I have written here in the past about the gratitude I have for the galleries with which I have worked over the years.  I have worked with several galleries for the better part of two decades and each has been vital to the growth of my work and my career, providing me with reassurance when I am feeling less than confident  and willing eyes when the work evolves.  Each has provided me with intangibles that I cannot fully describe.  My life would be so different without each of these galleries.  I shouldn’t say galleries because it is truly about the people that operate them.

That certainly has been the case with the Principle Gallery.

Over the years  I have worked with numerous wonderful people there, each of who has  allowed me to let my work grow in many directions, always encouraging me and  treating my work with respect.  They always make me feel welcome as a friend the moment I enter the gallery and I think that is a quality that extends to nearly everyone who comes through their doors.  You see it in the faces of many friends from the area who pop in just to say hello.  That alone says volumes about them as people.  It certainly makes the gallery experience they offer a much different one than most people envision.  It is an experience based on making you feel comfortable and they succeed in every way.

I know that they have made me feel comfortable there over the years and for me that is saying a lot.

I had my first solo exhibit at the Principle Gallery back in 2000.  That was the Redtree show that gave birth to my now trademark image.  This year’s June show, Traveler,  marks the 15th consecutive year I will have had a solo show there.  It has been my pleasure to be able to grow with the gallery, to see it constantly strive to be better, to make itself more.  It inspires me to do the same.  And that, among all the things they have given me over the years in terms of encouragement and friendship, might be the greatest gift of all.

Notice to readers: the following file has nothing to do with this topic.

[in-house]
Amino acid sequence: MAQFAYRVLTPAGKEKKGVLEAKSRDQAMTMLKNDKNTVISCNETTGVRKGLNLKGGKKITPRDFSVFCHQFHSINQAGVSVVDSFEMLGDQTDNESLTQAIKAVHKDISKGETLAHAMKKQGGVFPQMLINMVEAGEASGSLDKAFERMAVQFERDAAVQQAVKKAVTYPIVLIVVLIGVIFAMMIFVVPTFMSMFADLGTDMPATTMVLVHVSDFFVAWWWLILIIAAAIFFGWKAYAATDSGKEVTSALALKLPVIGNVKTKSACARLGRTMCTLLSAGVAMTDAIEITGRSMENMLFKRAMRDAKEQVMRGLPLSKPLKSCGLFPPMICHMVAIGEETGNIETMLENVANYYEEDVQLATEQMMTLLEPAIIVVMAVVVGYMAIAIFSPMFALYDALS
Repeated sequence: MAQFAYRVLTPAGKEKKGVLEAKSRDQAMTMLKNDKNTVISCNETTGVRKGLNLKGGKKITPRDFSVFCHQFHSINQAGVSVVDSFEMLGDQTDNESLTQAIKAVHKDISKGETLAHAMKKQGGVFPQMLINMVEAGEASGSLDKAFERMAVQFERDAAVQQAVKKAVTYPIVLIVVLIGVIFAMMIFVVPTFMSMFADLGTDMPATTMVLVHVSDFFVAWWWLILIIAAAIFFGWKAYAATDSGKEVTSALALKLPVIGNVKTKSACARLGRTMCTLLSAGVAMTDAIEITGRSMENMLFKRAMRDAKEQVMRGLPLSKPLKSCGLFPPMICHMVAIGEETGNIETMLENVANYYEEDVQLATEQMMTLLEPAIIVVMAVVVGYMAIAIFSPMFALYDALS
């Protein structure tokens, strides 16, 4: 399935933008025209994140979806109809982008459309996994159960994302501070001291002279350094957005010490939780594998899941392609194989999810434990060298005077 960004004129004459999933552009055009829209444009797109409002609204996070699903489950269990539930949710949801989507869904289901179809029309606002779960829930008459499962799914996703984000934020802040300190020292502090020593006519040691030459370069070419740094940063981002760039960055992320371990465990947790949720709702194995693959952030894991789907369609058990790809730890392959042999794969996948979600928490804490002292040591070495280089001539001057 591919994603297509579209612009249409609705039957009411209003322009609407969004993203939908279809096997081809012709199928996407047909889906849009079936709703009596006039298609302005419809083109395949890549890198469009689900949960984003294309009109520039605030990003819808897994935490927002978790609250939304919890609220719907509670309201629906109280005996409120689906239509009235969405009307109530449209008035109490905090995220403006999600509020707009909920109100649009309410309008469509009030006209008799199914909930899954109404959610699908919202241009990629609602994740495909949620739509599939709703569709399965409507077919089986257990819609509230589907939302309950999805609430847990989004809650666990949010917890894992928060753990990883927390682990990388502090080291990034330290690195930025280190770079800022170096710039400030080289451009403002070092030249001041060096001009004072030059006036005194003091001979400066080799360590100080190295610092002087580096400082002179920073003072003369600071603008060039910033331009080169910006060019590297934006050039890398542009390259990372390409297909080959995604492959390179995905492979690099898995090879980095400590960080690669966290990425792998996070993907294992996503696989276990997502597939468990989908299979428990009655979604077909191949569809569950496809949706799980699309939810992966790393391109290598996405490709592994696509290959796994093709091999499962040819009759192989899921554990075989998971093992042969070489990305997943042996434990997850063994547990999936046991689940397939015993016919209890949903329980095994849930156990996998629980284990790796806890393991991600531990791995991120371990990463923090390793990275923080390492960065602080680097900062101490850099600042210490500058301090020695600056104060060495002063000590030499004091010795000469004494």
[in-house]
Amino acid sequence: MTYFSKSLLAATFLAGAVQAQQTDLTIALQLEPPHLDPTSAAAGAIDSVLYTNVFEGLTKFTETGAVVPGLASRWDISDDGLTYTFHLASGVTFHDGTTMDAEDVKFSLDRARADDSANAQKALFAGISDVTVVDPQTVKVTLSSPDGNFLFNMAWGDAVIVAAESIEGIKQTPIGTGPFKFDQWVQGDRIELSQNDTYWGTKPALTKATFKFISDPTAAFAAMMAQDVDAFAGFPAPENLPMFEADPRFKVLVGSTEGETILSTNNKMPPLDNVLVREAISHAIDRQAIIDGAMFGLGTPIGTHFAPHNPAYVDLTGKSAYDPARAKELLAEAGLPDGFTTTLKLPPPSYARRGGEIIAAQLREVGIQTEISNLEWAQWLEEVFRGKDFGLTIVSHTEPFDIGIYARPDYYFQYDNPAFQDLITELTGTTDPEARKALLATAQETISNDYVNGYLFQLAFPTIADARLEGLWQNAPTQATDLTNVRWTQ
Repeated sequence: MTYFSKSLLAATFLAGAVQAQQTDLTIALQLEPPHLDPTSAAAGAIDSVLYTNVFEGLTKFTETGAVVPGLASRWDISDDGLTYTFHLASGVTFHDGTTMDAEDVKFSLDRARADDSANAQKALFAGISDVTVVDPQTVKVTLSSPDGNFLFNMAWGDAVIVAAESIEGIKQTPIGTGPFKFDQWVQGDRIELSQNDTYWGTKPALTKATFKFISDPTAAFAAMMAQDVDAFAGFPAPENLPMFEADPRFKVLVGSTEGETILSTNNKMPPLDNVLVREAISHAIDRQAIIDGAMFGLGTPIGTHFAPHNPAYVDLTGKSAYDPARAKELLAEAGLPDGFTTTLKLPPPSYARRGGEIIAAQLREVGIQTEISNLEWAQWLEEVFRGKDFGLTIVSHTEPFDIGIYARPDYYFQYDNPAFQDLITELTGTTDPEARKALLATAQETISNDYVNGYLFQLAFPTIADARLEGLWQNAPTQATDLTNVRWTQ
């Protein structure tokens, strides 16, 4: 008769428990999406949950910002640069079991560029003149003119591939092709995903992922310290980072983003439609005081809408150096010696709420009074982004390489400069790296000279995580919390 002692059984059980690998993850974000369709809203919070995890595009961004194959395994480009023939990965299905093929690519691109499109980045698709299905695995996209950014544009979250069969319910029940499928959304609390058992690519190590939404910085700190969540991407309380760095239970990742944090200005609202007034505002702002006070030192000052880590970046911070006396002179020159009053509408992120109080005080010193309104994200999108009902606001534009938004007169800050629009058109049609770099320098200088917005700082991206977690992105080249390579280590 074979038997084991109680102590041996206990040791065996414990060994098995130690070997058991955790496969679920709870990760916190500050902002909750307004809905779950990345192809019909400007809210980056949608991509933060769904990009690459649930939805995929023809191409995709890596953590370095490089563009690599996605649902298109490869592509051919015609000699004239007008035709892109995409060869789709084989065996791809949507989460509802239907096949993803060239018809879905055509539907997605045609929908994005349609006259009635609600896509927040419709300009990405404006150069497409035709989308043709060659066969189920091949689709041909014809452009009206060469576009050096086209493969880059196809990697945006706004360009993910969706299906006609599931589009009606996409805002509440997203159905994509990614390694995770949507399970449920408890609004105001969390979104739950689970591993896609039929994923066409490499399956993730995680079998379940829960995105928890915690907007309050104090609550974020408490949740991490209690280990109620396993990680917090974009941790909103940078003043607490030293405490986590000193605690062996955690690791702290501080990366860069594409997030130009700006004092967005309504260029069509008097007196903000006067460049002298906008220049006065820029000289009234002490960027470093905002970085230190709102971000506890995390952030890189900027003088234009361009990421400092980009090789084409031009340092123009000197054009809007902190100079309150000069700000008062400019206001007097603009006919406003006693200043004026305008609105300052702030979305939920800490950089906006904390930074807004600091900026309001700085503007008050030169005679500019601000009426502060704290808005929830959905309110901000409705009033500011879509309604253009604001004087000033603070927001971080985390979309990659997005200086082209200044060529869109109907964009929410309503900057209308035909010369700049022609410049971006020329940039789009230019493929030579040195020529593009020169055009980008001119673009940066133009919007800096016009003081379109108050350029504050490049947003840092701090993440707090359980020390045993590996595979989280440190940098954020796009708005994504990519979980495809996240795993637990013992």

The inspiration to aspire to be more.

So, to Michele and her wonderful staff– Clint, Jessica, Pamela and Kris– I send you a heartfelt thank you and best wishes for many more years of success.  Happy 20th!

See you Friday!

 

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I listened to the Out of Bounds interview yesterday with a squirming knot in my stomach.  Fortunately, it seemed to go okay and  most of the knot subsided immediately.  Not all of it, however, as I had a lingering, nagging feeling about  an omission on my part that I need to correct .  When Tish Pearlman, the host of the show, asked about the time when I first showed my work to  the gallery owner at the West End Gallery she didn’t use his name.  As I listened yesterday, I kept saying to myself as the interview went on, ” Say his name, for chrissake!“, hoping that I was about to utter the name.  I was positive I had used his name during the interview.

But it turns out that I had not.

 

Tom Gardner's Artemus  the  Buffalo Bursting from Rockwell Musuem

Tom Gardner’s Artemus the Buffalo Bursting from Rockwell Musuem

The name was Tom Gardner, who owned the West End Gallery at that time with his then wife Linda Gardner, the current owner who I did mention during the interview.  Besides owning the gallery, Tom has  been a mainstay  and engine of the art scene in the Finger Lakes  region for decades.  He is well known for his oil paintings with collectors all over the country, his teaching of aspiring painters and his public sculpture.  Visitors to downtown Corning are well familiar with his sculpture of the buffalo, Artemus,  that bursts  through an upper exterior wall of the Rockwell Museum of Western Art there.  Or the Dali-esque melting clock that adorns the front of the West End Gallery.

Tom Gardner-  Amish Drive-By

Tom Gardner- Amish Drive-By